In 2008, Spotify gave the music industry a kick up the bottom.
Sure, there were streaming services before it (hello, Napster), but Spotify hit the mainstrean. Suddenly everyone was aware they could access millions of tracks, on demand. CDs and even MP3s became old-hat overnight.
Umpteen rivals have since appeared (Rdio, Aupeo!, Pure Music, Qobuz), but until recently Tidal had the best shot at wrenching the spotlight from Spotify, promising higher-quality streaming, editorial curation, and Taylor Swift.
Now Apple has entered the fray, with a human touch, a new radio station and an embedded social network. And also Taylor Swift.
Which one will make your ears do a happy dance?
By the numbers
Spotify says it has over 30 million tracks; Apple’s estimated to have the same. By comparison, Tidal was recently reported to have only 25 million (in what must be the most ridiculous use of ‘only’ on the entire Stuff website), although it now also claims 30 million.
Yet on exploring the catalogues, you do notice more gaps in Tidal, notably when it comes to rarer bands, albums or singles. It’s about 95% of a Spotify.
Spotify, meanwhile, is more than 100% of a Spotify, in the sense the desktop version enables you to plug gaps by integrating local music collections.
Apple Music is largely similar, and with even better integration. So although Tidal has the odd bit of exclusive content and one or two artists who quit Spotify in a strop, this round is a tie between the other two.
Winners: Spotify and Apple Music
As you’d expect, you can search in each service for music you want to listen to, which Spotify handles in a clearer and generally more pleasing manner than its rivals.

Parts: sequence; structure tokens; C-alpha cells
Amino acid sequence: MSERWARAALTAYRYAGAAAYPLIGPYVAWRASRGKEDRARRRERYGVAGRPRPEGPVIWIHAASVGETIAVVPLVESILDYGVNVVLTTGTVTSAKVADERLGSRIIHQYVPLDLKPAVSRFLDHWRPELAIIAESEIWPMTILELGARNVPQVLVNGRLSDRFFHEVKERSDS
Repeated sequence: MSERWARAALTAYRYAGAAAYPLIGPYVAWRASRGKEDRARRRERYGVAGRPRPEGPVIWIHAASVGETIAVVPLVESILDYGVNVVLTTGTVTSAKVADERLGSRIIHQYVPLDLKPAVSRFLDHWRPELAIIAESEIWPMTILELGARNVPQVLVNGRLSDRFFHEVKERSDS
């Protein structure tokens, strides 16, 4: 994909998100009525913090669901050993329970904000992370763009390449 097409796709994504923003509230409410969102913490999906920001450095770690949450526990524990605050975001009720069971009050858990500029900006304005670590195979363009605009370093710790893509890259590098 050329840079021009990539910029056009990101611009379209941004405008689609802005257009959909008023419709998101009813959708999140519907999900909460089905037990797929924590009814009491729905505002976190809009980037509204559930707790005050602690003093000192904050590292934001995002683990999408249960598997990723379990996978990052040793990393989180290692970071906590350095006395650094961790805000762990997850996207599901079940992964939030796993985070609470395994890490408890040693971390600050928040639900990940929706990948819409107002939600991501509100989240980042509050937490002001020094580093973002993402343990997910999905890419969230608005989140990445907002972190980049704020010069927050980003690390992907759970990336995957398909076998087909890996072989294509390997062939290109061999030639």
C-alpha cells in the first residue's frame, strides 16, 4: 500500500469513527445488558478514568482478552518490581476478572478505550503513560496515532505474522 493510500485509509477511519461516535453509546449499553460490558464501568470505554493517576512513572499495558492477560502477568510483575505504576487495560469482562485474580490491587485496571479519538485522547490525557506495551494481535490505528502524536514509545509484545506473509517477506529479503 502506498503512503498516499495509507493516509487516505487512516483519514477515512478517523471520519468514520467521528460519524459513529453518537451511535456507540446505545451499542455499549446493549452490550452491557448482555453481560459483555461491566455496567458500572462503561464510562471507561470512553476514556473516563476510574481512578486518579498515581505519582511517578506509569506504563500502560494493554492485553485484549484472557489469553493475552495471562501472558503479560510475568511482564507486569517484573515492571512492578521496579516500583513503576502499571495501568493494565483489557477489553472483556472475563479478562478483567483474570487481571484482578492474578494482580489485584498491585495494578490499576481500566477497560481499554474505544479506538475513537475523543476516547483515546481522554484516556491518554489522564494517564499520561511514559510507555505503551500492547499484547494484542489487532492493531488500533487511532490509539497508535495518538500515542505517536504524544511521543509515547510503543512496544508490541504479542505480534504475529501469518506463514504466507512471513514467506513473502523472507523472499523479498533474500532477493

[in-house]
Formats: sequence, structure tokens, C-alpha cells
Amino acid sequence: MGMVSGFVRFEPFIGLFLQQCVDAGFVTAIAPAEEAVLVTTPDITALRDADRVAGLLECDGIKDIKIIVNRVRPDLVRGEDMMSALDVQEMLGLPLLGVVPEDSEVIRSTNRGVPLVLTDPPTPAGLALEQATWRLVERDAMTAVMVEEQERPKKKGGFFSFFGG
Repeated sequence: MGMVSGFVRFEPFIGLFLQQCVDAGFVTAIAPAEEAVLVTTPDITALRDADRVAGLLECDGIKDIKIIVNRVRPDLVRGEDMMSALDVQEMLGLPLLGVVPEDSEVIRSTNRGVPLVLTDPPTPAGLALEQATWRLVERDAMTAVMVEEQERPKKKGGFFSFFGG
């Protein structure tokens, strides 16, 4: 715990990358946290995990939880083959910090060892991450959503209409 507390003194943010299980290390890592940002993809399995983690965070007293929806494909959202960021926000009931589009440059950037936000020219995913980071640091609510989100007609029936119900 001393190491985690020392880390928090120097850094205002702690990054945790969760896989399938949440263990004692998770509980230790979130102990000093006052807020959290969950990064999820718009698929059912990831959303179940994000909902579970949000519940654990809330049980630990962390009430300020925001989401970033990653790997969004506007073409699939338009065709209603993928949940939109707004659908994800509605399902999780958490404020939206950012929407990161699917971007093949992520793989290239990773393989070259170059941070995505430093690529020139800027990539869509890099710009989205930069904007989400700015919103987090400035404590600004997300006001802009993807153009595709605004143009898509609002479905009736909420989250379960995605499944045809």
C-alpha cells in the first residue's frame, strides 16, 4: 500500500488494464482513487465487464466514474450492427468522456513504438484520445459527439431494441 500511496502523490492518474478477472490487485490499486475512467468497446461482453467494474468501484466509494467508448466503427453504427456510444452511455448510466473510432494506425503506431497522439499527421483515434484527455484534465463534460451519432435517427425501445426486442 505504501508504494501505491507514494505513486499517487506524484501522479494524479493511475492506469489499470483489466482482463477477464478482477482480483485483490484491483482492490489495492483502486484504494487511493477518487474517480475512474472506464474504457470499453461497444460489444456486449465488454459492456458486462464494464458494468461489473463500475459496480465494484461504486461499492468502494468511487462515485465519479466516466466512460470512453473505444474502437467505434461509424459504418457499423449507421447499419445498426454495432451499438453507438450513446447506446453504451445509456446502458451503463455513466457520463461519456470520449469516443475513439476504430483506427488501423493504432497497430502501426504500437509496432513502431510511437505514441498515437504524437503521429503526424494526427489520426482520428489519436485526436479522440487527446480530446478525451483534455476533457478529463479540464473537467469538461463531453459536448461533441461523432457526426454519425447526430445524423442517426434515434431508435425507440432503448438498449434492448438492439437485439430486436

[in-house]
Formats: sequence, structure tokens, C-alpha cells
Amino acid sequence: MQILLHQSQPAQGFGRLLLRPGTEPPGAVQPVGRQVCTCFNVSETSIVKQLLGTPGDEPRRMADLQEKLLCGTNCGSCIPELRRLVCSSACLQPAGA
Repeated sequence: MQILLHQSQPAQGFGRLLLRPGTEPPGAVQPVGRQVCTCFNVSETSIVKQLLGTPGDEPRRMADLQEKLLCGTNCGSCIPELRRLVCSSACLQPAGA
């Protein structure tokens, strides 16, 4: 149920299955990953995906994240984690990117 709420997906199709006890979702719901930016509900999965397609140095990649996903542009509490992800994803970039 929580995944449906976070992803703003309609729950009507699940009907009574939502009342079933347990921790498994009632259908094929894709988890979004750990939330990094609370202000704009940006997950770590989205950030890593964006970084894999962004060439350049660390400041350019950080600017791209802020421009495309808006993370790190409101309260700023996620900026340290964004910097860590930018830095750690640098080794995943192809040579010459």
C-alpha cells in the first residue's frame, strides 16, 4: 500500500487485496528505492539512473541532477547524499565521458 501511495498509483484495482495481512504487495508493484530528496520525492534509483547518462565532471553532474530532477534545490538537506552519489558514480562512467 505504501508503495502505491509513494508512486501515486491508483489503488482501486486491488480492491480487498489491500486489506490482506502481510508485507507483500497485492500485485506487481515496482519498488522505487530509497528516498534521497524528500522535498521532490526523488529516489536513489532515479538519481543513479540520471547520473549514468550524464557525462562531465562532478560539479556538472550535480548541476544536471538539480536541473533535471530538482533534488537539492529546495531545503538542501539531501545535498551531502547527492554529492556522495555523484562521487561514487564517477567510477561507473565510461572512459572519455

However, Tidal’s cunning plan is to be an editor, showcasing up-and-coming talent, unsigned greatness, and, in terms of playlists, the current fancies of involved celebs.
It does this quite well, but Apple Music’s stolen that crown, with a ton of superb playlists, and a ‘For You’ section that learns what you like, quickly returning excellent recommendations. Then there’s how the services later help you find your favourite tracks. Spotify has Your Music, which houses starred tracks, albums and artists, along with your custom playlists. Tidal appears to have photocopied this bit of Spotify and cunningly called it My Music.
Apple Music ‘thinks different’, in the sense flagged tracks are welded to your iTunes library (now dubbed ‘My Music’). Previously, we called this as a Spotify/Tidal tie, but Apple Music now nudges ahead, due to its excellence in music discovery.
Winner: Apple Music